Beyond pumpkin pie: Gourds good for variety of fall recipes
Earlier this week, the Cancer Support Community invited me to present a cooking demonstration. In keeping with the arrival of autumn and to focus on cancer-preventing foods, it was easy to choose a topic: pumpkins. Packed with the antioxidants alpha-carotene and beta-carotene, pumpkins help boost the immune system and block the growth of potentially cancerous cells.
Pumpkins and their cousins - cantaloupe, watermelon, cucumber and squash - all belong to the Cucurbitaceae or gourd family. Each of these vegetables has a colorful outer skin (of varying thickness) and inner flesh that encases seeds and pith at the center. Pumpkin seeds are known as pepitas, and their inner green heart makes a nutritious snack after being cleaned, dried, roasted and shelled.
Pumpkins originated in the Americas and have been a celebrated food of native cultures for thousands of years. The flesh of the pumpkin is an excellent source of dietary fiber and complex carbohydrates, while the seeds have been noted for their medicinal properties as early as the time of the Aztecs. Pumpkin and its seeds have become familiar ingredients as culinary traditions evolved around the Mediterranean and throughout India and Asia.
While we associate pumpkins with carved faces for Halloween, the best pumpkin for making into a front porch decoration is not the best type for eating. The most desirable cooking pumpkin is usually labeled as a “pie pumpkin” and is much smaller than a carving pumpkin.
Pie pumpkins have a more uniform round shape and deep orange color with smoother skin. The taste of pie pumpkins is among the sweetest of varieties, as their sugar content is quite high. Their tender flesh softens quickly when baked, and the skin separates readily from the cooked interior. Newer pumpkin cultivars developed specifically for cooking include the Small Sugar, Baby Pam and Autumn Gold.
When choosing a pumpkin for cooking, look for uniform color and an exterior without bruises or blemishes. The skin should have an almost matte quality to its color; shinier skin is a sign the pumpkin was picked too early. Once you select your perfect pumpkin, store it in a cool, dry place away from other fruits and vegetables. You don’t want to keep it at a temperature above 70 degrees, or it may begin to soften. You can also store a pie pumpkin in the refrigerator for up to two months.
Now that you have a pumpkin to cook, how do you start? If you don’t care to harvest the seeds, simply place the pumpkin on a foil-lined cookie sheet, stab a few slits in the rind so it won’t explode and bake at 400 F until tender, about 40 minutes.
Once it’s cool enough to handle, the skin will easily peel off and the tender flesh can be separated from the seeds.
The cooked pumpkin purée can be used immediately or stored in the freezer for up to one year. A novel way to add texture and nutrition to other dishes is to freeze the pulp in an ice cube tray and pop a cube of frozen pumpkin into a pot of tomato sauce or vegetable soup. Another use for those orange cubes is to throw them into a smoothie or blended protein shake.
I’ve included a few recipes for your pumpkin purée, starting with the savory soup in the photo. You can increase the spicy heat with cumin or chili powder and add a seafood surprise with a dollop of lump crabmeat for garnish. The slightly sweet soup can be made even more so by substituting apple cider or orange juice for the broth. The muffin recipe is very low fat and not at all sweet; you can stir in raisins or craisins to satisfy your sweet tooth. Or you can bake them this way and wait until Halloween for sweets.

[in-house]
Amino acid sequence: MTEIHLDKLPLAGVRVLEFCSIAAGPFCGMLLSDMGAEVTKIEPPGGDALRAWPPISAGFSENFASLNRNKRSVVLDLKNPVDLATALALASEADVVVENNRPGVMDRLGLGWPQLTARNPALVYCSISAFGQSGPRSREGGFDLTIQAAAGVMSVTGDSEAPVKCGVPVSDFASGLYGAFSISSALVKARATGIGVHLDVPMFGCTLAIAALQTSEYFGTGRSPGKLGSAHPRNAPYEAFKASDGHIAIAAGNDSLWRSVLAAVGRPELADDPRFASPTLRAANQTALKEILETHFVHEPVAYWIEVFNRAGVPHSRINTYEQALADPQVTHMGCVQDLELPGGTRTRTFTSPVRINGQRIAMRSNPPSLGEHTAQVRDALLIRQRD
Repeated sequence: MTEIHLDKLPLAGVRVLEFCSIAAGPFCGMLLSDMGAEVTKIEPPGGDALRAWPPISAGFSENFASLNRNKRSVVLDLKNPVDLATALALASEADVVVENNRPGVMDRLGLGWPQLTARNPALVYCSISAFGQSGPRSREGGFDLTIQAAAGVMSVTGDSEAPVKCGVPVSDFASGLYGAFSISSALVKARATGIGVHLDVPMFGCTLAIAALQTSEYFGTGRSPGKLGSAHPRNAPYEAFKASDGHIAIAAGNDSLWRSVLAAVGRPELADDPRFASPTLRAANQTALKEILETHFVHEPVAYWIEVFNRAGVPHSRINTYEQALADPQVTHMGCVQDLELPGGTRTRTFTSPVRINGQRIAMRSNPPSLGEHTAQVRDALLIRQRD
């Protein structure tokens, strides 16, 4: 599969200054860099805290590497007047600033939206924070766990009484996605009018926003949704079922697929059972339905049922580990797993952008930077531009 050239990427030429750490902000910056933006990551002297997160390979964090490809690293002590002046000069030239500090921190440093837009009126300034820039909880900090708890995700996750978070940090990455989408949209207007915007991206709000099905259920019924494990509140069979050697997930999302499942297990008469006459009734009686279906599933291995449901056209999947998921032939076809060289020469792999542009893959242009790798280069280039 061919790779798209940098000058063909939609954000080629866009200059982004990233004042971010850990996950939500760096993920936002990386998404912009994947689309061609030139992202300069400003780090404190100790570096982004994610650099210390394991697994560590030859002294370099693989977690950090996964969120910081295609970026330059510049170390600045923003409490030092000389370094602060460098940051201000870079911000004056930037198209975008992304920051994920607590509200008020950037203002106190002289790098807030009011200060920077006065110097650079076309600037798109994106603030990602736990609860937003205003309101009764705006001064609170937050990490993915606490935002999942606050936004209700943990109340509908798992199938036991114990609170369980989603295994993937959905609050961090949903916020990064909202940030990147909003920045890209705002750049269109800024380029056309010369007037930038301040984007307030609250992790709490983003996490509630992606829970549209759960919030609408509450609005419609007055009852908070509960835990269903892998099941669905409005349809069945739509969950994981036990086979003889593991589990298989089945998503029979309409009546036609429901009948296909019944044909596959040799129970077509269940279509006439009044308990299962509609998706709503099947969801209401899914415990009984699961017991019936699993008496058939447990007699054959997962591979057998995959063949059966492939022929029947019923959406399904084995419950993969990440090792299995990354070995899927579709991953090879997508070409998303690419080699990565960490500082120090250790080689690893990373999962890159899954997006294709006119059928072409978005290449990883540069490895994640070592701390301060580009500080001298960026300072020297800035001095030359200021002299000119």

Sweet Pumpkin Soup
1 pie pumpkin
1 t olive oil
1 diced onion
1 tart apple, peeled & diced
1 minced garlic clove
3 C vegetable stock
1/2 C buttermilk (optional)
salt and pepper, to taste
grated nutmeg or curry
Preheat oven to 375 F. Cut pumpkin in half, remove the seeds, place cut side down on a foil-lined baking pan and bake until tender, about 40 minutes. When cool enough to handle, scoop out flesh and reserve; discard skin. Heat olive oil in a saucepan over medium heat. Stir in onions and apples; sauté until softened, about 5 minutes. Add garlic and cook until fragrant, about 2 minutes.
Pour in the stock and add the pumpkin, mashing with the back of a wooden spoon. Bring almost to a boil, reduce heat and simmer for 20 minutes, stirring occasionally. Using an immersion blender or food processor, purée the soup until creamy. Stir in buttermilk, if desired, and cook until heated through. Add salt and pepper to taste and garnish with grated nutmeg or curry. Yield: 4 servings
Savory Pumpkin Soup
4 C vegetable broth
4 C pumpkin purée
1 chopped onion
2 minced garlic cloves
1 t fresh thyme
1/4 t cayenne pepper
Salt and pepper, to taste
paprika for garnish
In large pot over medium-high heat combine 3 cups broth, pumpkin, onion, garlic, thyme, cayenne, salt and pepper. Bring to boil, then reduce to low and simmer uncovered for 20 minutes.
Purée the mixture until smooth, using an immersion blender or food processor. Thin with remaining broth, if needed. Sprinkle with paprika to garnish.
Pumpkin Oatmeal Muffins
1 1/2 C flour
1 C rolled oats
1 1/2 t baking powder
1/2 t baking soda
2 t pumpkin pie spice
1/4 t salt
1/3 C brown sugar
2 egg whites, slightly beaten
2/3 C unsweetened almond milk
1 C pumpkin purée
1/3 C applesauce
1/2 ripe banana, mashed
Preheat the oven to 350 F. Coat the inside of a 12-cup muffin tin with nonstick cooking spray; set aside. In a mixing bowl, combine flour, oatmeal, pumpkin pie spice, baking powder, baking soda, and salt; set aside.
In a large bowl combine pumpkin, mashed banana, brown sugar, almond milk, egg whites and applesauce. Add the flour mixture to the pumpkin mixture and stir gently, just until combined. Ladle batter into prepared pan. Bake until a cake tester comes out clean, about 25 minutes.